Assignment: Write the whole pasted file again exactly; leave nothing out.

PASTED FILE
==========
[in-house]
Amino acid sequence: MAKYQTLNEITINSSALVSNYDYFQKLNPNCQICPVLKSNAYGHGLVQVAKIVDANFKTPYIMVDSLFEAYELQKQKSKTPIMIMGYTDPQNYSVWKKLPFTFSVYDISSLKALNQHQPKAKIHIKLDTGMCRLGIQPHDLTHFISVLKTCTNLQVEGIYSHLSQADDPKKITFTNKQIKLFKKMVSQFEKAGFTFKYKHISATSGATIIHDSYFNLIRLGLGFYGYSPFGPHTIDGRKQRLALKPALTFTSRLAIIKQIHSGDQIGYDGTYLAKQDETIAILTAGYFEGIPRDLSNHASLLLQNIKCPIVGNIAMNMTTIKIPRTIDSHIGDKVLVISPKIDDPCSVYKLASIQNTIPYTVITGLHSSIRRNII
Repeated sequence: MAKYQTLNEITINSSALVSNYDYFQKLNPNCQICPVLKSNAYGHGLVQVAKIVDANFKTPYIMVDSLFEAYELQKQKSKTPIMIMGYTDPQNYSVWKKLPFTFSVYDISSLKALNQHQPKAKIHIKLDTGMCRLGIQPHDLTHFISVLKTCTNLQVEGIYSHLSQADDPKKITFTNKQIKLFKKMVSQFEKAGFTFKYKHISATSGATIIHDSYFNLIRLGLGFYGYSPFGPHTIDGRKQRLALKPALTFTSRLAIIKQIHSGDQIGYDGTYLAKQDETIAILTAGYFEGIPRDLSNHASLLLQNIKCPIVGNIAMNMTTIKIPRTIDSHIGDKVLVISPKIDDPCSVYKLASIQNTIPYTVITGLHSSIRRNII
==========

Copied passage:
[in-house]
Amino acid sequence: MAKYQTLNEITINSSALVSNYDYFQKLNPNCQICPVLKSNAYGHGLVQVAKIVDANFKTPYIMVDSLFEAYELQKQKSKTPIMIMGYTDPQNYSVWKKLPFTFSVYDISSLKALNQHQPKAKIHIKLDTGMCRLGIQPHDLTHFISVLKTCTNLQVEGIYSHLSQADDPKKITFTNKQIKLFKKMVSQFEKAGFTFKYKHISATSGATIIHDSYFNLIRLGLGFYGYSPFGPHTIDGRKQRLALKPALTFTSRLAIIKQIHSGDQIGYDGTYLAKQDETIAILTAGYFEGIPRDLSNHASLLLQNIKCPIVGNIAMNMTTIKIPRTIDSHIGDKVLVISPKIDDPCSVYKLASIQNTIPYTVITGLHSSIRRNII
Repeated sequence: MAKYQTLNEITINSSALVSNYDYFQKLNPNCQICPVLKSNAYGHGLVQVAKIVDANFKTPYIMVDSLFEAYELQKQKSKTPIMIMGYTDPQNYSVWKKLPFTFSVYDISSLKALNQHQPKAKIHIKLDTGMCRLGIQPHDLTHFISVLKTCTNLQVEGIYSHLSQADDPKKITFTNKQIKLFKKMVSQFEKAGFTFKYKHISATSGATIIHDSYFNLIRLGLGFYGYSPFGPHTIDGRKQRLALKPALTFTSRLAIIKQIHSGDQIGYDGTYLAKQDETIAILTAGYFEGIPRDLSNHASLLLQNIKCPIVGNIAMNMTTIKIPRTIDSHIGDKVLVISPKIDDPCSVYKLASIQNTIPYTVITGLHSSIRRNII